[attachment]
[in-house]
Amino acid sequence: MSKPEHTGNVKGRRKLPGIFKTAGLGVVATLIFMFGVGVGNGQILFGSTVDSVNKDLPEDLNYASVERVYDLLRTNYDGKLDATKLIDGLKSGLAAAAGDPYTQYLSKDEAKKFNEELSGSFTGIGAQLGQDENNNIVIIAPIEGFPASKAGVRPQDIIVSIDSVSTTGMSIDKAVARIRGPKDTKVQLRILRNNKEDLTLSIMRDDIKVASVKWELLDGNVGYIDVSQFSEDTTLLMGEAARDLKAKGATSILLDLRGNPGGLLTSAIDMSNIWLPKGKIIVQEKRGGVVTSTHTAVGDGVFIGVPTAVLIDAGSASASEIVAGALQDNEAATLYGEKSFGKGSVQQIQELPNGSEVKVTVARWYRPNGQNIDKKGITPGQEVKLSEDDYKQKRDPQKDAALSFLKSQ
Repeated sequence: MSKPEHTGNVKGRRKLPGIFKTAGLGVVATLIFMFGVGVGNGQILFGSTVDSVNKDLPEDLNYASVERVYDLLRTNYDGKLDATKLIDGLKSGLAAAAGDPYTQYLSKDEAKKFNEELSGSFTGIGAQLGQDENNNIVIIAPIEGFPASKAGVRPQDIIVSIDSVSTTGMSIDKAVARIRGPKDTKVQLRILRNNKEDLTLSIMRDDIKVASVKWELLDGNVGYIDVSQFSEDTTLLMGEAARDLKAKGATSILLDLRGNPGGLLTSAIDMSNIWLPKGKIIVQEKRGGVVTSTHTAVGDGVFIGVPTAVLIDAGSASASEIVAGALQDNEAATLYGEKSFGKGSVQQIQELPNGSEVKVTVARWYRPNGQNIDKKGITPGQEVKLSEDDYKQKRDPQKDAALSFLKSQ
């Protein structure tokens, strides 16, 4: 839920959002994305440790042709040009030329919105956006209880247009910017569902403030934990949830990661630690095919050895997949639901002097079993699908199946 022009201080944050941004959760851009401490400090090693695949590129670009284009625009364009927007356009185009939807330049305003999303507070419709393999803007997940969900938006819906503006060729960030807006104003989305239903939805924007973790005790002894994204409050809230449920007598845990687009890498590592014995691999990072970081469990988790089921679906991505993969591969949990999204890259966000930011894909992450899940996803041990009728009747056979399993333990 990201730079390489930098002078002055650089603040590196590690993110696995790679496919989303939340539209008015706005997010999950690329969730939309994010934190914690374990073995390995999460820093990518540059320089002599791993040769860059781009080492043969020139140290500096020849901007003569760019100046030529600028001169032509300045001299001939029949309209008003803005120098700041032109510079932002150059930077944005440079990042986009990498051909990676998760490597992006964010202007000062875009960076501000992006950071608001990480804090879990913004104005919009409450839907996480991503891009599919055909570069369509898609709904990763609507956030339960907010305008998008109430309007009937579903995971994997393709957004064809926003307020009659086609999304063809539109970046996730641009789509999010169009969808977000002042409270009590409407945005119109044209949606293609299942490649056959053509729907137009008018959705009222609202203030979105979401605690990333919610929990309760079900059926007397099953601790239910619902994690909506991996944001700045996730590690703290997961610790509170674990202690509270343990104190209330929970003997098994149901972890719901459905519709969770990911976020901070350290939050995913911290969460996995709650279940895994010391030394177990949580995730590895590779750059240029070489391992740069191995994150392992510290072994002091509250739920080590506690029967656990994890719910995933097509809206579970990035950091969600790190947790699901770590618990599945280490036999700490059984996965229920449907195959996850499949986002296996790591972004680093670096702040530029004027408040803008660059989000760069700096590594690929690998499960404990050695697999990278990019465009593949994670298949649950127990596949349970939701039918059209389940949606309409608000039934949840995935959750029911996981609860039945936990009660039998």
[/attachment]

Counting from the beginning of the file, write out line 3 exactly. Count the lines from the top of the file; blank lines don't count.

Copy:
Repeated sequence: MSKPEHTGNVKGRRKLPGIFKTAGLGVVATLIFMFGVGVGNGQILFGSTVDSVNKDLPEDLNYASVERVYDLLRTNYDGKLDATKLIDGLKSGLAAAAGDPYTQYLSKDEAKKFNEELSGSFTGIGAQLGQDENNNIVIIAPIEGFPASKAGVRPQDIIVSIDSVSTTGMSIDKAVARIRGPKDTKVQLRILRNNKEDLTLSIMRDDIKVASVKWELLDGNVGYIDVSQFSEDTTLLMGEAARDLKAKGATSILLDLRGNPGGLLTSAIDMSNIWLPKGKIIVQEKRGGVVTSTHTAVGDGVFIGVPTAVLIDAGSASASEIVAGALQDNEAATLYGEKSFGKGSVQQIQELPNGSEVKVTVARWYRPNGQNIDKKGITPGQEVKLSEDDYKQKRDPQKDAALSFLKSQ